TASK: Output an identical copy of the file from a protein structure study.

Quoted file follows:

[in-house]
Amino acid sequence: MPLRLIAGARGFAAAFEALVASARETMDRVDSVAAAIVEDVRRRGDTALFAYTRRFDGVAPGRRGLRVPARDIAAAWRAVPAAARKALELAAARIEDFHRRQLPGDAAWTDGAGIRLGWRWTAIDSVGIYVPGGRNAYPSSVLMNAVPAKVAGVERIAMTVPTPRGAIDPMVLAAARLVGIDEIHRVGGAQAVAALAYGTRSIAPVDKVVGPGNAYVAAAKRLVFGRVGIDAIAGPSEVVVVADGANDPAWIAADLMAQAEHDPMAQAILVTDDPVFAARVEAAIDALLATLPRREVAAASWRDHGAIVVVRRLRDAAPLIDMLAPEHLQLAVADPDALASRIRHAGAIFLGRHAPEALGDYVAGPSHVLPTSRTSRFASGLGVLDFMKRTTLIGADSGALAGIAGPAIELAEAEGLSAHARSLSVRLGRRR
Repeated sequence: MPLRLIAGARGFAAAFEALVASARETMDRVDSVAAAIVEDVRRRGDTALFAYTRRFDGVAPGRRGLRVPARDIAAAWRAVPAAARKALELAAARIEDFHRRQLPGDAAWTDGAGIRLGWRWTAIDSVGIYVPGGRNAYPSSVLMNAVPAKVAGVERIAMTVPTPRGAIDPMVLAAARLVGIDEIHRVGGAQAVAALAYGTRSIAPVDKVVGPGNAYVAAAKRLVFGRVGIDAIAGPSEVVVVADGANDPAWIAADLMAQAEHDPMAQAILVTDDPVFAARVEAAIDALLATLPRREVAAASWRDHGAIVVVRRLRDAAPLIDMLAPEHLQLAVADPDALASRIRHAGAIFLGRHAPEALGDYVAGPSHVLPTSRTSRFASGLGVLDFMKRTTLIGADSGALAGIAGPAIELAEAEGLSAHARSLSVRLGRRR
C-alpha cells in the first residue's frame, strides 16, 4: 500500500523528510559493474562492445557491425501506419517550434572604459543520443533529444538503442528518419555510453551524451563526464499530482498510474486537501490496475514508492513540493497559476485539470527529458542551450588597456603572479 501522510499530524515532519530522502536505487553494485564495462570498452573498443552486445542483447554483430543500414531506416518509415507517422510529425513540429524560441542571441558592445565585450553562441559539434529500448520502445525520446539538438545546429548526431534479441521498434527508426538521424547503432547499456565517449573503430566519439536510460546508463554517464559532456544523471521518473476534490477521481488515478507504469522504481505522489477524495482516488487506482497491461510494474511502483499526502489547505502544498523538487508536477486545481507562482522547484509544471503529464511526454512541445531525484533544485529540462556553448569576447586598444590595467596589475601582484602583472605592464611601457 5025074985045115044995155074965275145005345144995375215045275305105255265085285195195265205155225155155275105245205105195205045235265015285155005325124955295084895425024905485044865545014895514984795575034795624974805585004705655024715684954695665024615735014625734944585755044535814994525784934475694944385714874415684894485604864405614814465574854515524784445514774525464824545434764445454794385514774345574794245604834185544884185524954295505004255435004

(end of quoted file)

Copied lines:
[in-house]
Amino acid sequence: MPLRLIAGARGFAAAFEALVASARETMDRVDSVAAAIVEDVRRRGDTALFAYTRRFDGVAPGRRGLRVPARDIAAAWRAVPAAARKALELAAARIEDFHRRQLPGDAAWTDGAGIRLGWRWTAIDSVGIYVPGGRNAYPSSVLMNAVPAKVAGVERIAMTVPTPRGAIDPMVLAAARLVGIDEIHRVGGAQAVAALAYGTRSIAPVDKVVGPGNAYVAAAKRLVFGRVGIDAIAGPSEVVVVADGANDPAWIAADLMAQAEHDPMAQAILVTDDPVFAARVEAAIDALLATLPRREVAAASWRDHGAIVVVRRLRDAAPLIDMLAPEHLQLAVADPDALASRIRHAGAIFLGRHAPEALGDYVAGPSHVLPTSRTSRFASGLGVLDFMKRTTLIGADSGALAGIAGPAIELAEAEGLSAHARSLSVRLGRRR
Repeated sequence: MPLRLIAGARGFAAAFEALVASARETMDRVDSVAAAIVEDVRRRGDTALFAYTRRFDGVAPGRRGLRVPARDIAAAWRAVPAAARKALELAAARIEDFHRRQLPGDAAWTDGAGIRLGWRWTAIDSVGIYVPGGRNAYPSSVLMNAVPAKVAGVERIAMTVPTPRGAIDPMVLAAARLVGIDEIHRVGGAQAVAALAYGTRSIAPVDKVVGPGNAYVAAAKRLVFGRVGIDAIAGPSEVVVVADGANDPAWIAADLMAQAEHDPMAQAILVTDDPVFAARVEAAIDALLATLPRREVAAASWRDHGAIVVVRRLRDAAPLIDMLAPEHLQLAVADPDALASRIRHAGAIFLGRHAPEALGDYVAGPSHVLPTSRTSRFASGLGVLDFMKRTTLIGADSGALAGIAGPAIELAEAEGLSAHARSLSVRLGRRR
C-alpha cells in the first residue's frame, strides 16, 4: 500500500523528510559493474562492445557491425501506419517550434572604459543520443533529444538503442528518419555510453551524451563526464499530482498510474486537501490496475514508492513540493497559476485539470527529458542551450588597456603572479 501522510499530524515532519530522502536505487553494485564495462570498452573498443552486445542483447554483430543500414531506416518509415507517422510529425513540429524560441542571441558592445565585450553562441559539434529500448520502445525520446539538438545546429548526431534479441521498434527508426538521424547503432547499456565517449573503430566519439536510460546508463554517464559532456544523471521518473476534490477521481488515478507504469522504481505522489477524495482516488487506482497491461510494474511502483499526502489547505502544498523538487508536477486545481507562482522547484509544471503529464511526454512541445531525484533544485529540462556553448569576447586598444590595467596589475601582484602583472605592464611601457 5025074985045115044995155074965275145005345144995375215045275305105255265085285195195265205155225155155275105245205105195205045235265015285155005325124955295084895425024905485044865545014895514984795575034795624974805585004705655024715684954695665024615735014625734944585755044535814994525784934475694944385714874415684894485604864405614814465574854515524784445514774525464824545434764445454794385514774345574794245604834185544884185524954295505004255435004